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You will be counting the zeros…so look at it this way: the sea lampreys have been around since BEFORE there was an Atlantic Ocean! Survival is an amazing concept because it requires a lot of moving parts to move in synch. This month in “The Ripple: Stories About Western MA Rivers,” read Kurt’s appreciative piece about this enduring and crafty species.

In this month’s edition of “The Ripple: Stories About Western MA Rivers,” Kurt walks us through the visualization of rivers flying… and they do! Flowing and flying rivers are here in Western MA, supporting our local community of food growers and local ecosystems here in our little slice of paradise. Our vibrant surroundings are nature’s gift to us to produce wonderful local food. This edition of “The Ripple,” covers the magical flying rivers…or as Kurt coins them: “dragon’s breath,” which spreads life through its moist movements. As ever Kurt is as lyrical as the dancing brooks that surrounds us. Let yourself drift as you read about our flying rivers.

It’s getting cold now, and soon you’ll find yourself and your kids getting cozy indoors and thinking “movie night!” Movies that feature rivers are expressions of our culture’s relationship with, and attitude towards, them; and a few of these movies are fine entertainment. Here’s a list of Kurt’s favorite river movies.

Before the leaves come down—or better yet, while they’re coming down—get your family to the river. If they can’t make it, make sure YOU do! This month in “The Ripple,” Kurt shares special places on the Connecticut River you can visit as Summer turns to Fall, and things to observe when you get there.

Sometimes It happens that you have to get your feet wet to REALLY experience nature. The Westfield River Dead Branch State Forest preserves one of the more lively ecosystems, and is one of those places that could sort the fair-weather nature walkers from the more hardcore nature explorers! It provides the prize of a dry boulder in a swampy storm at the end of a slow but fulfilling nature walk (or waddle!)

The wetlands are amazing with their multi-service mandate. It’s a home to so many species, it takes the quickness out of our step so we can regard and absorb the many movements of this wonderful reserve, and it is a sponge that heads off flooding. Read on in “The Ripple” this month as Kurt offers many excellent reasons why you should visit, and say ‘thank you’ to the wetlands for keeping those floods at bay!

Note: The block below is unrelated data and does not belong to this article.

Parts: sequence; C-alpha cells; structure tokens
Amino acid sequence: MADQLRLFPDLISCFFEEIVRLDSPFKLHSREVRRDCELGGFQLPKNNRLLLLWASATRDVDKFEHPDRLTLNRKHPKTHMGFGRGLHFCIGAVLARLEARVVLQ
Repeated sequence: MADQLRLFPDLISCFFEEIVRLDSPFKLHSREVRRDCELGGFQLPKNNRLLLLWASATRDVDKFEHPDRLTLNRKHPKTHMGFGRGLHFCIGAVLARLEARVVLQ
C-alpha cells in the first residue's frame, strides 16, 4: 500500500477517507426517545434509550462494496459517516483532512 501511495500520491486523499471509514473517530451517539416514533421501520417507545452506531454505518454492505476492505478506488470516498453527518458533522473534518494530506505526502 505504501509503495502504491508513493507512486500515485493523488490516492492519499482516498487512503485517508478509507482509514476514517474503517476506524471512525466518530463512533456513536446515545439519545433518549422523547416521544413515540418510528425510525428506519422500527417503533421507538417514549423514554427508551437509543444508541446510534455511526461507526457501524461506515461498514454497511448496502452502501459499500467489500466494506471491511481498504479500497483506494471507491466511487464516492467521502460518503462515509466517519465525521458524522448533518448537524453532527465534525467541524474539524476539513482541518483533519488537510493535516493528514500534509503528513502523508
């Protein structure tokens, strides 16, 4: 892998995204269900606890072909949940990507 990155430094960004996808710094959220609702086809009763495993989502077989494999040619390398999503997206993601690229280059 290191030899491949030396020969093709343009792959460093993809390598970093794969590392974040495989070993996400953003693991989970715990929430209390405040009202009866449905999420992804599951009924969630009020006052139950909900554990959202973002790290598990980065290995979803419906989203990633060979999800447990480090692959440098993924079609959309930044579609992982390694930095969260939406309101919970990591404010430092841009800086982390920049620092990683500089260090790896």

Throughout the banks of western Massachusetts rivers and waterways, there is an abundance of life. For instance, in “The Ripple” this week, Kurt describes rivers as a mess hall- a provider of food for all kinds of creatures. As always, reading this posting puts you on the riverbanks of the various waterways, and reminds us that for most of us they are mere steps away, and where they are…nature flourishes.

Samuel Beckett spoke of the river Seine: “How in joyous eddies its two arms conflowed and flowed united on.” But “The Ripple” brings us to Western MA waterways and invites us to lose ourselves in the flow, through tubing for instance. Western Massachusetts is so lucky to have so many sparking streams spread wonder and intrigue through our very own communities. Explore? Yes please.

Community-based educational opportunity available for all ages as fish lifts and ladders showcase a broad species of fish and the environmental challenges they face. Critical thinking is an essential by-product as children view the efforts made to maintain a river’s natural flow at the Turners Falls Fish Ladder and the Robert E. Barrett Fishway in Holyoke.

Once upon a time, people knew their places from the perspective of the river; and what is so wonderful is that this perspective is still available to those who pine for a way of seeing, and being, that is not pavement-based! The East Branch river valley a cure for all things pavement—and it awaits your spring migration. Read this month’s “The Ripple” and be inspired once again!